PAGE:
A Lady and Her Singer: Permanent Stitches in Time
One of the key elements that drew me to historic rallying, indeed historic motorsport of all varieties, is the fact that much coveted automobiles are out being used, as opposed to being hidden away in garages or polished in museums. Not just used either, but slung about with venom and enjoyed in the very fashion their designers hoped they would when pen went to draughtsmen’s stock, all those years ago. It is then, even more fabulous when a car of genuine provenance, that extends further than the badge upon its nose, is adorned with rally plates, and takes off under the starting gantry for a weekend of rallying fun. One such car that has been enjoying the fresh air on recent HERO-ERA events is the stunning Singer Le Mans Prototype, crewed by (owner) Christopher Wilks and David Creech. Naturally, the dinky little pre-war machine accrued attention by the very nature of its vintage, but the story of KV 5669, and the machines and pilots associated with it goes much deeper than its panel beaten skin.
It would be foolish to think of this as some sort of publicity stunt by Singer, as all three women, Petre, Eileen Ellison and Mrs Tolhurst were talented racing drivers in their own right, and a Segway into the career of Kay Petre provides a nice side story to the success of the ‘5669. Petre was arguably the most famous female racing driver of her generation, diminutive at a slight 4’10, never the less she possessed a speed and deftness of touch that would eventually lead to her lapping the famous banks of Brooklands in a monstrous 10.5 litre V12 Delage at 134.75 mph. Back to the ’34 LCR though, and the ladies would finish 5th overall, winning the Houghton Cup for the highest placed women’s team and would also be awarded the Wakefield Trophy as the first one-make team across the line. Petre’s career would go from strength to strength, and her success in the little blue Singer would lead to a Le Mans drive in a Riley Ulster Imp, sharing the seat with Dorothy Champney, as well as a full factory seat for the Austin works team. She would drive many cars in a successful career, including other forays in Singers, such as her entry in the 1934 Alpine Trial in a ‘9 Le Mans.
Eventually a terrifying accident at Brooklands would curtail Petre’s racing, where after being hit by another car she suffered serious head injuries and, despite recovering, would not compete again, although she remained involved in motorsport in some capacity for the rest of her life until her death, at the age of 91 in 1994. KV 5669 would go on a different path from Petre, ending up in South Wales, and would compete on the hallowed surface of Pendine Sands, and, after being rescued from an air raid in 1940 and sitting dormant in a barn, would eventually be restored in the mid 70’s, leaving it as the only one of the famous three prototypes that remains in drivable condition to this day. Indeed, the red car of the three, KV 5670, seems to have disappeared completely whilst the white machine, KV 5668, resides at Brooklands, and whilst its current residence is appropriate, its condition, sadly, does not match the provenance of the machine.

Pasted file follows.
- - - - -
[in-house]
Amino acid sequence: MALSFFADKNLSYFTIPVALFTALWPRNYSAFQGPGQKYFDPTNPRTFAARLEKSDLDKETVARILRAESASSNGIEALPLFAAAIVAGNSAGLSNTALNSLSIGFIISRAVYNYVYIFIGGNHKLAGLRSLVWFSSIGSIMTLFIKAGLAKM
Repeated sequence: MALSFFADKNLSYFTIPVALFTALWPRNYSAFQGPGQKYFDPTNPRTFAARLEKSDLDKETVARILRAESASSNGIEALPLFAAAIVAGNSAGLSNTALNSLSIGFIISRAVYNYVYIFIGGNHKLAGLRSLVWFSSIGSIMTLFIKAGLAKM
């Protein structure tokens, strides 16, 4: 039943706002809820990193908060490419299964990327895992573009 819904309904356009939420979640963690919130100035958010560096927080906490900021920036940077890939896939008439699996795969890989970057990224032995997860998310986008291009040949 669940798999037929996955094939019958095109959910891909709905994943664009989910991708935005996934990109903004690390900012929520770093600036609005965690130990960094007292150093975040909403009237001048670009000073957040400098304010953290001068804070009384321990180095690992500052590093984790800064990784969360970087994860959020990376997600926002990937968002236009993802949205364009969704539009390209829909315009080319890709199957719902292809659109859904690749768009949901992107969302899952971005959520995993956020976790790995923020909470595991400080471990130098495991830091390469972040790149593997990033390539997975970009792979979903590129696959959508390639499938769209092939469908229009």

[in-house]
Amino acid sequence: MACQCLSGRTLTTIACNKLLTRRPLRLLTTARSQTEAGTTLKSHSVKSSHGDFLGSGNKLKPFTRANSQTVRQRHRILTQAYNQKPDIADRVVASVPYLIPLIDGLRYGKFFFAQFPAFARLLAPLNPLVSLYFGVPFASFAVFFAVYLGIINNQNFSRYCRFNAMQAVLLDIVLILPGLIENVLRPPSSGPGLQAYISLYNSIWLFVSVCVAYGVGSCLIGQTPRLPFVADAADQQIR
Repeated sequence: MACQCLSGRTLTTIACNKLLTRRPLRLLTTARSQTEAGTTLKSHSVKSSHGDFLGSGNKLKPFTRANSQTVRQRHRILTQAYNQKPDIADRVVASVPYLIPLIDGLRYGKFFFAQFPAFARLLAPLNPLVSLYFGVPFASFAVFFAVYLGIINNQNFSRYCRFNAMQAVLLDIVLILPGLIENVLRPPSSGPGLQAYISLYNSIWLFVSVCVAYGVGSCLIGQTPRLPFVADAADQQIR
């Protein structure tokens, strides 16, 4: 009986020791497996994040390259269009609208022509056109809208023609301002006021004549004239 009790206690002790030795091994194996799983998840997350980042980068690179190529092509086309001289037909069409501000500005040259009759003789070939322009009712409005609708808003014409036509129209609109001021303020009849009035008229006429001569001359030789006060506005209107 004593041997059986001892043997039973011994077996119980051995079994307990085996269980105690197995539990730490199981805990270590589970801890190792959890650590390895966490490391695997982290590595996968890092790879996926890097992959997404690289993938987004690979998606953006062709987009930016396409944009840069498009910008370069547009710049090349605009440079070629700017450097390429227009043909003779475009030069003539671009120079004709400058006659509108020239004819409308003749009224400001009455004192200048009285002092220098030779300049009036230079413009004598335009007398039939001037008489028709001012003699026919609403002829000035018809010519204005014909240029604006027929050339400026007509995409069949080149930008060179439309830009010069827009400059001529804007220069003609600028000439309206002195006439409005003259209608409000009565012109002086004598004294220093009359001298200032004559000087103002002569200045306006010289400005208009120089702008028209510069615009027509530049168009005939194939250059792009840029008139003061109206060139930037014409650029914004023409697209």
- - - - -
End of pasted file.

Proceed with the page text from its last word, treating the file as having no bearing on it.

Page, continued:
As well as the striking blue finish of KV 5669, one or two other details set this car apart from the others, although these could only be identified by those in the know. The first require a glance back to when Petre drove the car, and is more a signature of hers than of the Le Mans. Nevertheless, any scrutineer who chose to look under the seat would have found a lipstick case, seven cigarettes, a stopwatch as well as some other odds and ends usually found in the make up bags of stylish ladies of the day. Petre may have been a racing driver, but she was also a lady, and well known for looking every inch as polished as her car! Some other key features have come to light more recently, when current owner Christopher Wilks had the engine rebuilt. In doing so it was discovered that the engine came equipped with a magnesium alloy sump, but further than that the design included a unique oil delivery system installed on the counterbalanced crankshaft, and at the other end of the conrods from the crankshaft sat a set of pistons absolutely unique to KV 5669. The car was also a hemi, a feature not encountered on any other Singer for several years after this car was built.
So not only full of competitive history, but a machine that from the ground up is unique and full of stories to tell, and a quick conversation with owner Chris will transport you down a rabbit hole into the much deeper history of the car. Indeed, also the Marque in general, as Chris will tell you how the blue and white cars were reunited at Brooklands during the 2018 Flying Scotsman, a fact that would surely move even the most cynical in our midst! With a comprehensive history file coupled with its provenance (as well as it being the only roadworthy one of the ‘three’), many would consider the use of the machine in rallies as folly, but I disagree and it is a pleasure to see this, and cars of its ilk being used as they were designed. Nobody can tell the story of the car better than Chris himself though, so enjoy our short film of ‘5669, and perhaps take some inspiration for your next motorised adventure!